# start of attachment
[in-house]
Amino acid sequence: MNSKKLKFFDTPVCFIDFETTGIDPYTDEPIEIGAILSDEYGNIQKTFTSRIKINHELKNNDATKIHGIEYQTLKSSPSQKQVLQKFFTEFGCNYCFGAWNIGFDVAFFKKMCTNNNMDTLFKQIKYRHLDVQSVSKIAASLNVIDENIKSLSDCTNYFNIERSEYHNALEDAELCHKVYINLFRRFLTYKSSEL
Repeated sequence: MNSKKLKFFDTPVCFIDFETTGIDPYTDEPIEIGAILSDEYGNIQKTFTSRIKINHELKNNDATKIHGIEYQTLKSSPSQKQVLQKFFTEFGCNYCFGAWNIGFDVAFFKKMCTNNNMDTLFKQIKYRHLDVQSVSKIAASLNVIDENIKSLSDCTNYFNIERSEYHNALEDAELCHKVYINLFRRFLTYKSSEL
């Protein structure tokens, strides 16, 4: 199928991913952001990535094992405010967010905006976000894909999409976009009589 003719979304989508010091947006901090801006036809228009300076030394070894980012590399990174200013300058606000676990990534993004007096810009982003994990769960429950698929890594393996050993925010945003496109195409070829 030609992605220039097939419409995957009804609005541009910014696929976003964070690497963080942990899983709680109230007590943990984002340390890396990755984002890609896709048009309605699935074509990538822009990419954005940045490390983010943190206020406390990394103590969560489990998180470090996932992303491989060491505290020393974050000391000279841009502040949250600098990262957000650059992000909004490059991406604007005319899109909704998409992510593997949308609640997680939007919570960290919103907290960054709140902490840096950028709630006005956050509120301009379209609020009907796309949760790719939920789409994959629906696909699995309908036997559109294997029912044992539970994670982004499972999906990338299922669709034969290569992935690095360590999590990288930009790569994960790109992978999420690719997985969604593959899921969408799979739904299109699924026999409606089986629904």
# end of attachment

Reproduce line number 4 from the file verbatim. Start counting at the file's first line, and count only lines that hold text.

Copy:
């Protein structure tokens, strides 16, 4: 199928991913952001990535094992405010967010905006976000894909999409976009009589 003719979304989508010091947006901090801006036809228009300076030394070894980012590399990174200013300058606000676990990534993004007096810009982003994990769960429950698929890594393996050993925010945003496109195409070829 030609992605220039097939419409995957009804609005541009910014696929976003964070690497963080942990899983709680109230007590943990984002340390890396990755984002890609896709048009309605699935074509990538822009990419954005940045490390983010943190206020406390990394103590969560489990998180470090996932992303491989060491505290020393974050000391000279841009502040949250600098990262957000650059992000909004490059991406604007005319899109909704998409992510593997949308609640997680939007919570960290919103907290960054709140902490840096950028709630006005956050509120301009379209609020009907796309949760790719939920789409994959629906696909699995309908036997559109294997029912044992539970994670982004499972999906990338299922669709034969290569992935690095360590999590990288930009790569994960790109992978999420690719997985969604593959899921969408799979739904299109699924026999409606089986629904």